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    JANUARY 19, 2006
 
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Pa. legislators visit Temple in search of ideological bias

hearings
President David Adamany spoke before state lawmakers last week regarding alleged liberal political bias at college campuses in Pennsylvania. The Select Committee on Academic Freedom in Higher Education, a body created by House Resolution 177 last July, conducted two days of public hearings in the Student Center on Jan. 9 and 10.

State lawmakers came to Temple last week to continue their investigation of alleged liberal political bias at college campuses in Pennsylvania.

The Select Committee on Academic Freedom in Higher Education, a body created by House Resolution 177 in July, conducted two days of public hearings in the Student Center on Jan. 9 and 10. The committee is charged with examining what HR 177’s authors called “the imposition of ideological orthodoxy” at Pennsylvania’s state-related and state-owned institutions of higher education.

Lawmakers heard statements from President David Adamany, Temple faculty members, Temple undergraduate Logan Fisher and leading national voices on both sides of the issue, including David Horowitz, a conservative activist. Horowitz has led a national campaign to bring an “academic bill of rights” to college campuses in order to fight what he believes is pervasive liberal indoctrination of students and intimidation of conservatives. His efforts have been opposed by educators and faculty groups.

Adamany’s testimony opened the hearings.

“Some have suggested that the creation of [the committee] and its conduct of hearings is a threat to academic freedom,” Adamany said. “I do not share that view. Instead, it is my belief that all subjects are appropriate for discussion by the elected representatives of the people.”
After affirming that “classrooms cannot be used as pulpits,” Adamany outlined Temple’s policies on academic freedom, student rights and grievance procedures.

Adamany acknowledged that Temple could do a better job of helping students understand their rights, and that the University should consider unifying its many college-specific grievance policies.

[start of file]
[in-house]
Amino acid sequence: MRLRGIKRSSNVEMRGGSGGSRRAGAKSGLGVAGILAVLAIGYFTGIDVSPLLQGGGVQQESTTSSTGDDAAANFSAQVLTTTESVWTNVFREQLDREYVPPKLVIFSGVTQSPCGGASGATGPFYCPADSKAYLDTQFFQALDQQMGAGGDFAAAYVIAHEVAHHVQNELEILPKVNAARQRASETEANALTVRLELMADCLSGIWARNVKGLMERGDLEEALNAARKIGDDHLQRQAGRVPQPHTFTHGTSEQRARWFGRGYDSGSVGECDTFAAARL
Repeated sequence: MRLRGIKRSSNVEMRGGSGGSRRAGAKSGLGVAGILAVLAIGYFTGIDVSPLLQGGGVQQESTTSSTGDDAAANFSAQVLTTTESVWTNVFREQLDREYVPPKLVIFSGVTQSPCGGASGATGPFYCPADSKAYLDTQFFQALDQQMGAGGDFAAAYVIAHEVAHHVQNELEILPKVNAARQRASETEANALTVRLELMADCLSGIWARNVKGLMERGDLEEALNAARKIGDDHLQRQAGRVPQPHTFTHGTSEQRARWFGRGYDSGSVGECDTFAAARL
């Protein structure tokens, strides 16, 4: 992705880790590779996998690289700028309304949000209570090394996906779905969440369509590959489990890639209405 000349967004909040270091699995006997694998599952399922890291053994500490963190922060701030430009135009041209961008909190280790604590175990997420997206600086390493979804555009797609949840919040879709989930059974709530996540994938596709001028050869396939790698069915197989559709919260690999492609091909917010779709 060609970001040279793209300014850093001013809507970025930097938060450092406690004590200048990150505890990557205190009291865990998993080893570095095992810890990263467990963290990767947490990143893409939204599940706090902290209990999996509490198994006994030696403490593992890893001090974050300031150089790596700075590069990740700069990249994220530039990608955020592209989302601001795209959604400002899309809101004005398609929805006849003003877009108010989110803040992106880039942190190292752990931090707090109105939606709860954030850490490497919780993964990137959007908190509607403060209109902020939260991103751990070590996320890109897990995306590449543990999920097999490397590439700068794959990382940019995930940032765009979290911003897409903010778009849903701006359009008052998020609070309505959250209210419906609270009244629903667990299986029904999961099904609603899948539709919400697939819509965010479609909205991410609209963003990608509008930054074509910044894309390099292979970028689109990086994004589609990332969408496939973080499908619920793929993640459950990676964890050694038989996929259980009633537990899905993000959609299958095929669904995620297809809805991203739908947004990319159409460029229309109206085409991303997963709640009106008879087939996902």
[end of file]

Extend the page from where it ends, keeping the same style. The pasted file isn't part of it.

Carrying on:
“All of that said … we have reviewed our records and we do not find any instances in which students have complained about inappropriate intrusion of political advocacy by teachers in their courses,” Adamany testified. “Nor have we found instances of complaints by students that they were improperly graded because of the views set forth in their courses.”

After hearing statements supportive of faculty from Robert M. O’Neil, director of the Thomas Jefferson Center for the Protection of Free Expression; Temple professor Rachel DuPlessis and Faculty Senate president Jane Evans (as read by professor Jeff Solow), the committee heard an opposing point of view from Logan Fisher, a senior business major and vice chairman of Temple College Republicans.

Fisher, who said he spoke for himself and other students who were “afraid to testify for fear of repercussions,” testified that some Temple instructors belittle conservative views.
When asked by committee members why neither he nor other students had registered a grievance, Fisher said that the professor in question “dismissed” his opinions, so complaints wouldn’t help.

Rep. Gibson C. Armstrong, the Lancaster County Republican who led the push for HR 177, told Fisher that students who “feel their rights are being abridged need to speak up … or quit complaining.”

The second day of hearings featured testimony from Temple Association of University Professionals president William W. Cutler III; William E. Scheuerman, president of United University Professions; Anne D. Neal, president of the American Council of Trustees and Alumni; Temple English professor Steven Zelnick; and Horowitz.

Zelnick, a former vice provost for undergraduate studies at Temple, described the “one-sidedness of [the Temple faculty] in their ideological commitments and a growing intolerance of competing views.”

When questioned, Zelnick said that he had not acted to publicize or curb such imbalances during his tenure as an administrator.

Horowitz claimed Temple has failed to enforce or make students aware of its academic freedom policies. He went on to condemn the University’s intellectual heritage, first-year writing and summer reading programs for their “ideological agenda” (criticisms that were rebutted by Temple faculty members Susan Wells and Daniel T. Tompkins).

Republican lawmakers in many states have taken up Horowitz’s call for an academic bill of rights, but their efforts have yet to yield any legislation. Critics in Pennsylvania, including Democrats on the Select Committee, have called the investigations a “solution in search of a problem” and a “waste of time” — comments that were repeated last week.

The committee’s visit, which was covered by The Chronicle of Higher Education and insidehighered.com, followed similar hearings at the University of Pittsburgh in November. Another round of hearings is scheduled for March at a location to be announced. The deadline for the committee’s final report is June 30, with a provision for an extension to Nov. 30.

- By Hillel J. Hoffmann

 

 


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